In this project we investigate methods that receive high-dimensional (e.g., visual) data and extract low-dimensional representations that are coherent under temporal proximity or under any other symmetric similarity metric.
Previous work on the topic has shown the efficacy of such representations as a base for goal-directed learning [1, 2] as well as structural data analysis [3, 4]. Furthermore, temporal coherence has been proposed as a principle to model neurophysiological phenomena, such as the formation of distinct oriospatial responses in the mammalian hippocampus: a hypothesis that has been substantiated by theoretical and simulated experimental evaluation .
However, most of this work was limited in the choice of the approximators used for extraction. Past models where either shallow or relied on stacking shallowly-trained layers for hierarchical representations. Using a differentiable whitening procedure, we were able to achieve comparable results in multiple proof-of-concept settings  using deep feed-forward neural networks trained by stochastic gradient descent to optimize a global slowness objective. This hybrid approach allows us to tap not only into an extensive and active body of research regarding deep model design, but also into the well-understood theoretical foundations of slow feature analysis (SFA) and spectral embeddings.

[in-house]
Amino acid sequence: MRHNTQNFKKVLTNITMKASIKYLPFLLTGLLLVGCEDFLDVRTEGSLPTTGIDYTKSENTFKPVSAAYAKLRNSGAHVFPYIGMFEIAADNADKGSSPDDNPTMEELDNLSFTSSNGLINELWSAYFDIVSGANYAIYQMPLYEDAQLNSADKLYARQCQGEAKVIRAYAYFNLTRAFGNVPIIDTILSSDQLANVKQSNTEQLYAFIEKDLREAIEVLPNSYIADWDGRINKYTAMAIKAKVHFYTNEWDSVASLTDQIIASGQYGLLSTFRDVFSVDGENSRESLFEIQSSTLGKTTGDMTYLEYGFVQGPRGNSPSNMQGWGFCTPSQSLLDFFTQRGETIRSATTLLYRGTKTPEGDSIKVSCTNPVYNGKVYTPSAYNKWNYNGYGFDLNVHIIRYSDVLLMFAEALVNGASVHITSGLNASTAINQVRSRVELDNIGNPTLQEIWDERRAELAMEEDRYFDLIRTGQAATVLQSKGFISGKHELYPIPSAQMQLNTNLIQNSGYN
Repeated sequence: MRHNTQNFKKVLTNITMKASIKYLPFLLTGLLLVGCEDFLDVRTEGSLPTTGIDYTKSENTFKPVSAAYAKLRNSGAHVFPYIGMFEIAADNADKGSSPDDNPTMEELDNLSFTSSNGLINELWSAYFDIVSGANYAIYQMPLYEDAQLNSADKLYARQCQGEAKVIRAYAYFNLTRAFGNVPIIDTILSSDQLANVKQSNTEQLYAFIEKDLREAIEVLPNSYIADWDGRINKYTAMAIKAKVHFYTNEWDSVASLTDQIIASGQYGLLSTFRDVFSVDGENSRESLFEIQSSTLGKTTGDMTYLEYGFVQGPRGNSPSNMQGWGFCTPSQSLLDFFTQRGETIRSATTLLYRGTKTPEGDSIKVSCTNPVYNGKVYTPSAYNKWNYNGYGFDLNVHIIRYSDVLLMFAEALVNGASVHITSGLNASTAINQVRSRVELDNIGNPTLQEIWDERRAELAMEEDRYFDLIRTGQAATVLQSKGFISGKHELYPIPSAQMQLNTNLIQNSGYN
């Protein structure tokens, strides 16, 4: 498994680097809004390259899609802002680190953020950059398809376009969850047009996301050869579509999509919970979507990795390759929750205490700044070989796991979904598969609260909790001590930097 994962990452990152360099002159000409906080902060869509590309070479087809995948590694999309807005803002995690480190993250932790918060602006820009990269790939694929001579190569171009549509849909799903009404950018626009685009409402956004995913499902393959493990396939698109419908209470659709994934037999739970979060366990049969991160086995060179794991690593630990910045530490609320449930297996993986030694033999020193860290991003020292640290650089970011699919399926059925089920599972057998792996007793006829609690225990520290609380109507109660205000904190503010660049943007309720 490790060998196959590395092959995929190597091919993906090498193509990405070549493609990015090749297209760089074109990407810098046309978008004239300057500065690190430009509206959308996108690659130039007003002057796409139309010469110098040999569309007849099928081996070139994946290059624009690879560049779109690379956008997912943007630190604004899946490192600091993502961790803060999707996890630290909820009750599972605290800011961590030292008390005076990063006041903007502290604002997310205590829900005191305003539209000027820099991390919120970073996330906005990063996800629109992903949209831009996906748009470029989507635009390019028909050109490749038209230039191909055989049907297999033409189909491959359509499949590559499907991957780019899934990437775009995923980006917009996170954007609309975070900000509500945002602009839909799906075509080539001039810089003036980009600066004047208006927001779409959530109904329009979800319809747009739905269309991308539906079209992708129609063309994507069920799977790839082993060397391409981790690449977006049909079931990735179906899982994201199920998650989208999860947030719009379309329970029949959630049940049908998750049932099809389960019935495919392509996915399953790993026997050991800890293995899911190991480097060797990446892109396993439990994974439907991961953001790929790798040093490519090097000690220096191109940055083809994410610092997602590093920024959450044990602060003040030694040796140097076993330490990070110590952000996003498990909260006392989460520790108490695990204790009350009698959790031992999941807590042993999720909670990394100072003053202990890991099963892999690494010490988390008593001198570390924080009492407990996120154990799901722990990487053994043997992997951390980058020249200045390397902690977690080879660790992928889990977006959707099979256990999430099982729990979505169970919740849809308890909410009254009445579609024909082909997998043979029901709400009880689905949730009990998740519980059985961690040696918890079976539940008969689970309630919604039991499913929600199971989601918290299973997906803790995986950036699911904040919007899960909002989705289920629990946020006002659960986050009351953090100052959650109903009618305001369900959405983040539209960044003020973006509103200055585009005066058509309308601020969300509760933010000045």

We believe that by bridging the gap between these fields it is possible to get a better understanding of how spectral methods can be used in high-dimensional machine learning as well as new tools to investigate coherence principles in neuroscientific modelling research.
Gradient-based Training of Slow Feature Analysis by Differentiable Approximate Whitening